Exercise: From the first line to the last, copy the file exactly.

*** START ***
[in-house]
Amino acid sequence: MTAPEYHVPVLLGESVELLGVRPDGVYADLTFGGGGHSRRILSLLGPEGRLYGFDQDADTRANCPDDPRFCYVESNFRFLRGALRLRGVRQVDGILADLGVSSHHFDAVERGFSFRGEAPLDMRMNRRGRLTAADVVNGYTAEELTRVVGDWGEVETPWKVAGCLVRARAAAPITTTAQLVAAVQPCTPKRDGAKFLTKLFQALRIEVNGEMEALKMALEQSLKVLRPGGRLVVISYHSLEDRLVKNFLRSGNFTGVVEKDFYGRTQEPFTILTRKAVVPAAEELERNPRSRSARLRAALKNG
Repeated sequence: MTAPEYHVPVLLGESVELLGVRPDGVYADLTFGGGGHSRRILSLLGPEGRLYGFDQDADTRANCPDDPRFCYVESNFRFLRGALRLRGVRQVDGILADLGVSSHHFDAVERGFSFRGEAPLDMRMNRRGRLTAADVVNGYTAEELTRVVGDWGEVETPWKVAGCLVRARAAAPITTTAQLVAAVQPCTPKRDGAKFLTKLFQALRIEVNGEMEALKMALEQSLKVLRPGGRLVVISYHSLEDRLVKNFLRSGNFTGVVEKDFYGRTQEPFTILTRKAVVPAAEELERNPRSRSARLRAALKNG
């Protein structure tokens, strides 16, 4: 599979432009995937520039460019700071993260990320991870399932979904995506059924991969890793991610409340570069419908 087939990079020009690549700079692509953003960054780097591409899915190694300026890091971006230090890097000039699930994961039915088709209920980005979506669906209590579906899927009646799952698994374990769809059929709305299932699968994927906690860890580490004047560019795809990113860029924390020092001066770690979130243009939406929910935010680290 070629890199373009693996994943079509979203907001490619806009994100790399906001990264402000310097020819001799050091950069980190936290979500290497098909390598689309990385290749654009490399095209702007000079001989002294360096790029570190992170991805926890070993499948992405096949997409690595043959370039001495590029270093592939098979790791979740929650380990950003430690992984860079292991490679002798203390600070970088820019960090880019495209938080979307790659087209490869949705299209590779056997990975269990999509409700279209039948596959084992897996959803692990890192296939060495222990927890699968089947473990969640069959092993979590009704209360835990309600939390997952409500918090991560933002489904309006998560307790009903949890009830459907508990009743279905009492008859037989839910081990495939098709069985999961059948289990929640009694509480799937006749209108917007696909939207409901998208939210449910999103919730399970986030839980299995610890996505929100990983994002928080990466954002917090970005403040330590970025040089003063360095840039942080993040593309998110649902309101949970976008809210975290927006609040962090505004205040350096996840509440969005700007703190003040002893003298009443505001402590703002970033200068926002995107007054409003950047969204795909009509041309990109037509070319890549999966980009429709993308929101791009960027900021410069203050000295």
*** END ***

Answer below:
[in-house]
Amino acid sequence: MTAPEYHVPVLLGESVELLGVRPDGVYADLTFGGGGHSRRILSLLGPEGRLYGFDQDADTRANCPDDPRFCYVESNFRFLRGALRLRGVRQVDGILADLGVSSHHFDAVERGFSFRGEAPLDMRMNRRGRLTAADVVNGYTAEELTRVVGDWGEVETPWKVAGCLVRARAAAPITTTAQLVAAVQPCTPKRDGAKFLTKLFQALRIEVNGEMEALKMALEQSLKVLRPGGRLVVISYHSLEDRLVKNFLRSGNFTGVVEKDFYGRTQEPFTILTRKAVVPAAEELERNPRSRSARLRAALKNG
Repeated sequence: MTAPEYHVPVLLGESVELLGVRPDGVYADLTFGGGGHSRRILSLLGPEGRLYGFDQDADTRANCPDDPRFCYVESNFRFLRGALRLRGVRQVDGILADLGVSSHHFDAVERGFSFRGEAPLDMRMNRRGRLTAADVVNGYTAEELTRVVGDWGEVETPWKVAGCLVRARAAAPITTTAQLVAAVQPCTPKRDGAKFLTKLFQALRIEVNGEMEALKMALEQSLKVLRPGGRLVVISYHSLEDRLVKNFLRSGNFTGVVEKDFYGRTQEPFTILTRKAVVPAAEELERNPRSRSARLRAALKNG
């Protein structure tokens, strides 16, 4: 599979432009995937520039460019700071993260990320991870399932979904995506059924991969890793991610409340570069419908 087939990079020009690549700079692509953003960054780097591409899915190694300026890091971006230090890097000039699930994961039915088709209920980005979506669906209590579906899927009646799952698994374990769809059929709305299932699968994927906690860890580490004047560019795809990113860029924390020092001066770690979130243009939406929910935010680290 070629890199373009693996994943079509979203907001490619806009994100790399906001990264402000310097020819001799050091950069980190936290979500290497098909390598689309990385290749654009490399095209702007000079001989002294360096790029570190992170991805926890070993499948992405096949997409690595043959370039001495590029270093592939098979790791979740929650380990950003430690992984860079292991490679002798203390600070970088820019960090880019495209938080979307790659087209490869949705299209590779056997990975269990999509409700279209039948596959084992897996959803692990890192296939060495222990927890699968089947473990969640069959092993979590009704209360835990309600939390997952409500918090991560933002489904309006998560307790009903949890009830459907508990009743279905009492008859037989839910081990495939098709069985999961059948289990929640009694509480799937006749209108917007696909939207409901998208939210449910999103919730399970986030839980299995610890996505929100990983994002928080990466954002917090970005403040330590970025040089003063360095840039942080993040593309998110649902309101949970976008809210975290927006609040962090505004205040350096996840509440969005700007703190003040002893003298009443505001402590703002970033200068926002995107007054409003950047969204795909009509041309990109037509070319890549999966980009429709993308929101791009960027900021410069203050000295």